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Is China’s Economic Future a Rosy One? Becker

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Bustling or going to bust? Bustling or going to bust?

Starting with the opening of agriculture to private incentives in the late 1970s, China has experienced faster and more prolonged economic growth than any other country. In a mere three decades China has moved from a very poor nation to a middle-income level country, a development that pulled hundreds of millions of Chinese out of poverty.

China’s aggregate GDP is now second in the world only to that of the US. While its per capita income is still much smaller than that of America’s, many are predicting that even China’s per capita GDP will surpass that of the US in a few decades.

Perhaps, but let us not yet get carried away too quickly. Two other predictions in recent decades of countries beating the US are a reminder that projections of continued trends in income growth can be way off the mark. In 1956, Khrushchev proclaimed that the Soviet Union would bury the US, not militarily but economically. One might at the time have dismissed this as the exaggerations of a loud and belligerent leader, but similar predictions were common among mainstream economists. Various editions of Paul Samuelson’s best selling textbook Economics: An Introductory Analysis predicted that by a certain date the Soviet Union’s GDP would exceed that of the US, but each later addition delayed the date of overtaking. In the latest additions, that prediction was dropped from the book since by then it appeared ludicrous. As everyone knows, the Soviet’s centrally planned economy collapsed by the end of the 1980s, and Russian per capita and aggregate income remain far below America’s.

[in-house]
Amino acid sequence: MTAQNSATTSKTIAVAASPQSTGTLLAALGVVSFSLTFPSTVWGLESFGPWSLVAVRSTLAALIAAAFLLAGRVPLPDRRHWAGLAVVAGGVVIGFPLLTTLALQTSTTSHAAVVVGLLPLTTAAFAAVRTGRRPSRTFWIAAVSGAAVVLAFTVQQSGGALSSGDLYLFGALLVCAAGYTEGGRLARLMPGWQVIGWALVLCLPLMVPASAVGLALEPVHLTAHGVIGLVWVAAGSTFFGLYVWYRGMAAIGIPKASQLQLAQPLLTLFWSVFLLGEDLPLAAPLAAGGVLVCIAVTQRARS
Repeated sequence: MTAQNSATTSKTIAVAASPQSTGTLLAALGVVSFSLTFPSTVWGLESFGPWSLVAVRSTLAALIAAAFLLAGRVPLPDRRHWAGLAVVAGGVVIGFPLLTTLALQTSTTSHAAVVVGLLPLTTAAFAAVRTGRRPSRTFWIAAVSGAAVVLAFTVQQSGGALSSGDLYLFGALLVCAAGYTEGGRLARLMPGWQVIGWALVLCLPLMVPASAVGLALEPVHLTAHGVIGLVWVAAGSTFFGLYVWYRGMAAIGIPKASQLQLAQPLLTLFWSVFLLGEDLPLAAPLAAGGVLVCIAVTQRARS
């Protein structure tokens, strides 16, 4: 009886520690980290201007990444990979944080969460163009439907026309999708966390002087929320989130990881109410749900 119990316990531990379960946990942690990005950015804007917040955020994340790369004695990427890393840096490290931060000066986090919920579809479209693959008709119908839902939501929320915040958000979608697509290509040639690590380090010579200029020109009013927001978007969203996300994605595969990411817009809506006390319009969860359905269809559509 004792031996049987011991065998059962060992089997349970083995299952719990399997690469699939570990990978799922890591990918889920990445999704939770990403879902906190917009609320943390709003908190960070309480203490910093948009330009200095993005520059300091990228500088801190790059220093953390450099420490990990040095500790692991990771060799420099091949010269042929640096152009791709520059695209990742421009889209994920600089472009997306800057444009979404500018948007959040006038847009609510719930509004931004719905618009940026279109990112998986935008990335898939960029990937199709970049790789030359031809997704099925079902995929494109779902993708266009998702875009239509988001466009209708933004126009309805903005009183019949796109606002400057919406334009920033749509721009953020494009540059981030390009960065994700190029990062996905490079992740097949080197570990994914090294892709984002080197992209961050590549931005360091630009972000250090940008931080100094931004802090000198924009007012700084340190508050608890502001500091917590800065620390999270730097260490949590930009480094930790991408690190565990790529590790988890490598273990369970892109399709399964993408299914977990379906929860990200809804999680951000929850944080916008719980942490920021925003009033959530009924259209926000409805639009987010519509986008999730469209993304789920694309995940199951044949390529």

Japan’s economic growth was far more impressive than that of the Soviet Union since it continued at a rapid pace throughout most of the period from the 1950s to the end of the 1980s. In the 1980s, stocks on the Nikkei and housing prices in Japan reached enormous levels. Japan was substituted for Russia as the country that would before long overtake the US, and become the leading economic power (see, for example, Herman Kahn, “The Emerging Japanese Superstate: Challenge and Response). Yet Japan’s rapid growth stopped abruptly during the early 1990s, and that country Japan has largely stagnated economically for the past two decades.

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